No, I have not read any other book by this author. I will look at the one you mentioned. Due to her heritage, I really had thought that the dislike between the Chinese and Japanese would play a more central part in the plot!

message 13: by Lisa (new)

Lisa Vegan Chrissie, I do understand. I was being a bit obnoxious. The Japanese internment during WWII (in my state/country!) was a horrible injustice. I've read quite a bit about that, given that so much of what happened happened near me.

message 14: by [deleted user] (new)

Interesting discussion. With this book I think I forgot about everything but Matsu and Sachi. To me, Stephen was just a vehicle to tell their story. The war was raging, times were unstable, violent, but these two people and their quiet love for life remained. That was what I really brought away from this book.

message 15: by Barbara (last edited Feb 05, 2011 04:16PM) (new) - rated it 4 stars

Barbara Chrissie, you will see in the two books that I mentioned how animosities and fear developed. Women of the Silk is the first and lays the groundwork for the second.

message 16: by Chrissie (last edited Feb 05, 2011 11:49PM) (new) - rated it 3 stars

Chrissie Heavens, I am having difficulty responding to all these replies. Let me say first of all, that the book is beautiful. I cannot depart from that. It beautifully sums up how the Japanese put value on and then incorporate beauty into their lives. It goes one step further in asking what really is beauty? Can somethin ugly to the eye remain beautiful. Of course the answer is yes. The book also SHOWS the reader the peace and tranguilty that beauty brings about is also shifted to their manner of ealing with people. These guys don't talk about anything. Argue, verbally, well forget it. Honor means respect and backing off and jeeping your thought to yourself. All of this is I believe very Japanese, This is of course changing rapidly. When you see the students on the trains, laughing and giggling and fiddling their mobiles hanging with little dolls, you will wonder if this is a reaction to the silence and order in their families? Or is it that they spend all of their days in school with their friends? Look, I am no expert. Any tourist will see what I have seen. You cannot help but wonder how it all fits together. So beauty is a huge part of Japanese life. The book brings this across marvelously.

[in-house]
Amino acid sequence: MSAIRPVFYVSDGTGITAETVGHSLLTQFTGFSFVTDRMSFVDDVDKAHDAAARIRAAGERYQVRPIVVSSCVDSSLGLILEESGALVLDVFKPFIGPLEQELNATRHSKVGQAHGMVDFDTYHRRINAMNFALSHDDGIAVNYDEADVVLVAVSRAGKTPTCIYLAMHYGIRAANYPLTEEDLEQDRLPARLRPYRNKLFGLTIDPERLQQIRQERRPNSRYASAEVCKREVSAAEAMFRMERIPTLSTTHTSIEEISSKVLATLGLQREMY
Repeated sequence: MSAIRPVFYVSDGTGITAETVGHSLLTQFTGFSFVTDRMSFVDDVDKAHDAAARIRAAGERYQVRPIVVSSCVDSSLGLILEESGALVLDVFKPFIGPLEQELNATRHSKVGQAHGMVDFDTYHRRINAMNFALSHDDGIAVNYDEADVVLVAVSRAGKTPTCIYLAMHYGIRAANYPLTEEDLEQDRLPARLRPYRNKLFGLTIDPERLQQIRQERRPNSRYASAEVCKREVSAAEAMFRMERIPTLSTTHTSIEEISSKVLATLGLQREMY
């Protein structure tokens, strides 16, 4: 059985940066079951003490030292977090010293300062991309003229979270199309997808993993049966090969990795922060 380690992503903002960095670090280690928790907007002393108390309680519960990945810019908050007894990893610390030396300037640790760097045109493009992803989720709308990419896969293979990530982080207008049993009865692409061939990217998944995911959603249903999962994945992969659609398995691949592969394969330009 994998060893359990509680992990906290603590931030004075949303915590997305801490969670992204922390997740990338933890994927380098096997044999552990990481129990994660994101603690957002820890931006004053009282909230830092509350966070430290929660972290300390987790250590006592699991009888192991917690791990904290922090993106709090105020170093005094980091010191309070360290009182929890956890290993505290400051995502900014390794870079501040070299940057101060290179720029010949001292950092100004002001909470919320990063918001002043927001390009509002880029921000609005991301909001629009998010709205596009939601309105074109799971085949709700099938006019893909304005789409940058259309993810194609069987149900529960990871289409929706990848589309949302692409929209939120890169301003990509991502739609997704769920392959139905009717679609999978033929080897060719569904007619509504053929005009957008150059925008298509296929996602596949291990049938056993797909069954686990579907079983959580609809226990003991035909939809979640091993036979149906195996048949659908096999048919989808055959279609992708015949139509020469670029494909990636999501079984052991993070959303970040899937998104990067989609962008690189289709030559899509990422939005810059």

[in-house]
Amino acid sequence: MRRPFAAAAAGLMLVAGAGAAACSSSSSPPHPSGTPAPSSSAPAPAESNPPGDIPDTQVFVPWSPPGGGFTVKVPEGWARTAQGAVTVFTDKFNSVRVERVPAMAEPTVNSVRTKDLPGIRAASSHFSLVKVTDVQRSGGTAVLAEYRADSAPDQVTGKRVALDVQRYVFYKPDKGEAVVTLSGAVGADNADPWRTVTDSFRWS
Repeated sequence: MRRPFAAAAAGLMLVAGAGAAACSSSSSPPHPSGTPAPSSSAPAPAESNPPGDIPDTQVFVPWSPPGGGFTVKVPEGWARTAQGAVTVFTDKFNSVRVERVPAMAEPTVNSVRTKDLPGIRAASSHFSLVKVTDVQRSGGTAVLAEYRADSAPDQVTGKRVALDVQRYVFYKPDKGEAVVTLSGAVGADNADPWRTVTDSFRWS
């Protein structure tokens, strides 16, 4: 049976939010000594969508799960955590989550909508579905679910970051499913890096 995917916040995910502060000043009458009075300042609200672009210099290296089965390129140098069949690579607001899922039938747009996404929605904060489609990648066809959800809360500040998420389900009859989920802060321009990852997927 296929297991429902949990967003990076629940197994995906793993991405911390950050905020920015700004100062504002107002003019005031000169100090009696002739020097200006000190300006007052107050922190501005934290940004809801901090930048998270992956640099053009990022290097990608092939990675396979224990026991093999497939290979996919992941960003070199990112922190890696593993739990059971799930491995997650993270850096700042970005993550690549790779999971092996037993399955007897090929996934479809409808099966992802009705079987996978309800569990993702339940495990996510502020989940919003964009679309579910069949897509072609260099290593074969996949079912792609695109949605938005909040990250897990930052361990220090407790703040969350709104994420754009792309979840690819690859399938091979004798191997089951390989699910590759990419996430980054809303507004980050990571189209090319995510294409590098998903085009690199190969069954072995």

What I dislike is the side figures the author used to present the story. Ewactly as you said Jeanetter, Stephen is merely a vehicle to present the story. Either the author should have made his position fuller, more realistic or she should have skipped him. There was plenty of story without him. I think he was also a vehicle to tie in the WW2 thread. This too wasn't developed enough. You know, let's catch the eye of tons of readers, all sorts of interests. I don't like being tricked into thinking a book will deliver on a subject that it doesn't.

Look, three stars means I liked the book. It is definitely worth reading. And I want to say right up front that I am very thankful that Christine and Jeanetter urged me to read it! Thank you. It was worth reading. Gundula, I do recommend it. I was uncomfortable presenting the negative aspects b/c I didn't want to hurt feelings.... That is the truth. I know I am a lousy liar, so I really avoid that path. Sooner or later, if I lie, I will say something that reveals my true feelings. And if you see my face it reveals the truth in an instant.

Barbara, oh I was confused about that being two books. I will check again.

And Lisa, you were not being obnoxious; You instantly saw the problem with the book. The book sells itself as offering both but delivers one one. It is a beautiful love story. And you seep up Japanese culture. On the other hand, if you haven't been in Japan, if you don't know what to look for, maybe a reader will miss what it says about Japanese life. Anyhow, then it is a moving love story.

Usch, that was long.